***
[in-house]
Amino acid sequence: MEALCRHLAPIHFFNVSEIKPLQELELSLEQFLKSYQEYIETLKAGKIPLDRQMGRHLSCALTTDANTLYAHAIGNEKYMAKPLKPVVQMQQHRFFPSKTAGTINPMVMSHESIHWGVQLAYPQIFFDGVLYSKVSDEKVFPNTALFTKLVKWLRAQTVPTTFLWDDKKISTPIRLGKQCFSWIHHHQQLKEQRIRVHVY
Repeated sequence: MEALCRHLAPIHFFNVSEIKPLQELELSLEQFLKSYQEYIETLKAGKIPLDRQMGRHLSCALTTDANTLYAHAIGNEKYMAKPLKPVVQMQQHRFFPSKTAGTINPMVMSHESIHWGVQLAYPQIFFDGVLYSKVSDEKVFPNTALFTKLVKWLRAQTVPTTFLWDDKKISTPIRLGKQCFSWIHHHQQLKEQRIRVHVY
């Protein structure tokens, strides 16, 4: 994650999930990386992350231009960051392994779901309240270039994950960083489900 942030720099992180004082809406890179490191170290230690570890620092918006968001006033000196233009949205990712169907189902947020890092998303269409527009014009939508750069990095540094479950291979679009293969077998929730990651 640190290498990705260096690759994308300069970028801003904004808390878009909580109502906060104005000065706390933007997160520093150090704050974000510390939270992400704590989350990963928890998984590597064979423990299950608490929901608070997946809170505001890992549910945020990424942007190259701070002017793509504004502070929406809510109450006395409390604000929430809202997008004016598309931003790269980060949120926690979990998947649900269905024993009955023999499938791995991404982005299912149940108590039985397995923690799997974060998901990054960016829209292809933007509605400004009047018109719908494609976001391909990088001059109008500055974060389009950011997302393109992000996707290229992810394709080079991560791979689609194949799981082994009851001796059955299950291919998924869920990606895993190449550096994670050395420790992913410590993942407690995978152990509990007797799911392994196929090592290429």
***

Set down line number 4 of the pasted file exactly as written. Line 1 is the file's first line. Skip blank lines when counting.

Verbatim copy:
């Protein structure tokens, strides 16, 4: 994650999930990386992350231009960051392994779901309240270039994950960083489900 942030720099992180004082809406890179490191170290230690570890620092918006968001006033000196233009949205990712169907189902947020890092998303269409527009014009939508750069990095540094479950291979679009293969077998929730990651 640190290498990705260096690759994308300069970028801003904004808390878009909580109502906060104005000065706390933007997160520093150090704050974000510390939270992400704590989350990963928890998984590597064979423990299950608490929901608070997946809170505001890992549910945020990424942007190259701070002017793509504004502070929406809510109450006395409390604000929430809202997008004016598309931003790269980060949120926690979990998947649900269905024993009955023999499938791995991404982005299912149940108590039985397995923690799997974060998901990054960016829209292809933007509605400004009047018109719908494609976001391909990088001059109008500055974060389009950011997302393109992000996707290229992810394709080079991560791979689609194949799981082994009851001796059955299950291919998924869920990606895993190449550096994670050395420790992913410590993942407690995978152990509990007797799911392994196929090592290429």